Indian stocks are on a trip of their own, out of sync with the real economy with every passing day. A five-week rally has extended at a time when GDP growth is slowing down and an earnings revival remains uncertain.
Benchmark indices Nifty and Sensex scaled yet another peak on Jan. 08, borrowing optimism from the rest of Asia that was high on cues from Wall Street. Sensex hit a record 34,382 points and the Indian rupee hit a 32-month high against the American dollar.
This, on the first trading day after government estimates pegged India’s economic growth for financial year 2018 at a four-year low.
The stronger rupee reflects the rise in interest from foreign investors. Overseas investors’ net bet on Indian equities was worth over $7.5 billion in 2017, more than what they did in the previous two years combined.
While foreign investors have been enthusiastic, it’s India’s small investors who are leading the charge on Dalal Street. Domestic mutual funds got a whopping $20 billion in 2017, doubling from a year earlier, primarily due to a rise in systematic investment plans by small investors.
Domestic investments beat their overseas counterparts in 2017, the third year in a row. The sizzling share market has lured the average Indian saver as gold and real estate failed to give exciting returns.
As the new year rolls on, some of the laggards of last year are bouncing back. Four out of the top-five Nifty stocks were from the technology and healthcare spaces.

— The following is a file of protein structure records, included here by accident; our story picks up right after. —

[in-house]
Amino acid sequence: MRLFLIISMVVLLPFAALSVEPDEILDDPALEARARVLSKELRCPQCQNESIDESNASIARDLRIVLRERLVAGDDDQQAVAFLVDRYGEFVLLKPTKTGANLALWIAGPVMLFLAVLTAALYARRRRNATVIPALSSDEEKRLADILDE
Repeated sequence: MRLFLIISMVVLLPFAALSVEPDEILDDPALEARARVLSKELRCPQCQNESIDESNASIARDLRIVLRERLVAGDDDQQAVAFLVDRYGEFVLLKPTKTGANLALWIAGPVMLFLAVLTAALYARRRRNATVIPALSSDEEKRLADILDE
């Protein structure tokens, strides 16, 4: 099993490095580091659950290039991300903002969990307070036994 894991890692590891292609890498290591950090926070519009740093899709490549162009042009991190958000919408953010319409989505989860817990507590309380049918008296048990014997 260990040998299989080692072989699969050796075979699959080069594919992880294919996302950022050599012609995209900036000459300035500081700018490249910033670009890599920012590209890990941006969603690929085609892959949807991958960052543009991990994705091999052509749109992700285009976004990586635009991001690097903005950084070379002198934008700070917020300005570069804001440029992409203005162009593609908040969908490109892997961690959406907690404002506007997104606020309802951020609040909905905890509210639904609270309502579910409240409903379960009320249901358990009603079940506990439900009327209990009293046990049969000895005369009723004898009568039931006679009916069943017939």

Indian pharmaceuticals were the top-gaining sector on Monday, despite the fact that a stronger rupee will dent their earnings from the US, the biggest market for most major Indian listed drug-makers. Apparently, the only cause for cheer is a report suggesting that the American drug regulator may finally inspect one of Sun Pharma’s drug-manufacturing plants, ending a two-year impasse.
Pharmaceuticals, one of the worst performing indices of 2017, has risen over 7% in the last one month. The technology index has gained over 5% in the same period.
Real estate stocks were the other big gainers in trade at the start of this week, taking their tally for the last three months to nearly 25%, though the outlook is bleak at best: Home buyers are still hesitant, and the industry has unsold inventory worth nearly $15 billion. It can’t get any worse—and that seems to be the sector’s bet.
As the party hits fever pitch, all eyes will now be on finance minster Arun Jaitley, who will unveil the government’s budget for the next financial year on Feb. 01.
Hopes of increased government spending continued to draw buyers for stocks in the infrastructure space, propping up the likes of L&T, Power Grid, and Tata Steel in trade.
Following a rip-roaring rally in 2017, when benchmark indices gained as much as 35% in dollar terms, experts have been quick to advise caution. With expectations rife for a populist budget, Deutsche Bank, for instance, expects Nifty to hit 11,500 by 2018 end, just an 8% rally hereon.
2017 was a spectacular year for emerging markets, and India was a huge beneficiary of the trend. While it is widely believed that Indian stocks are expensive by their own historical standards, if there is a flush of dollars towards emerging markets, some of it will reach India and keep the party on!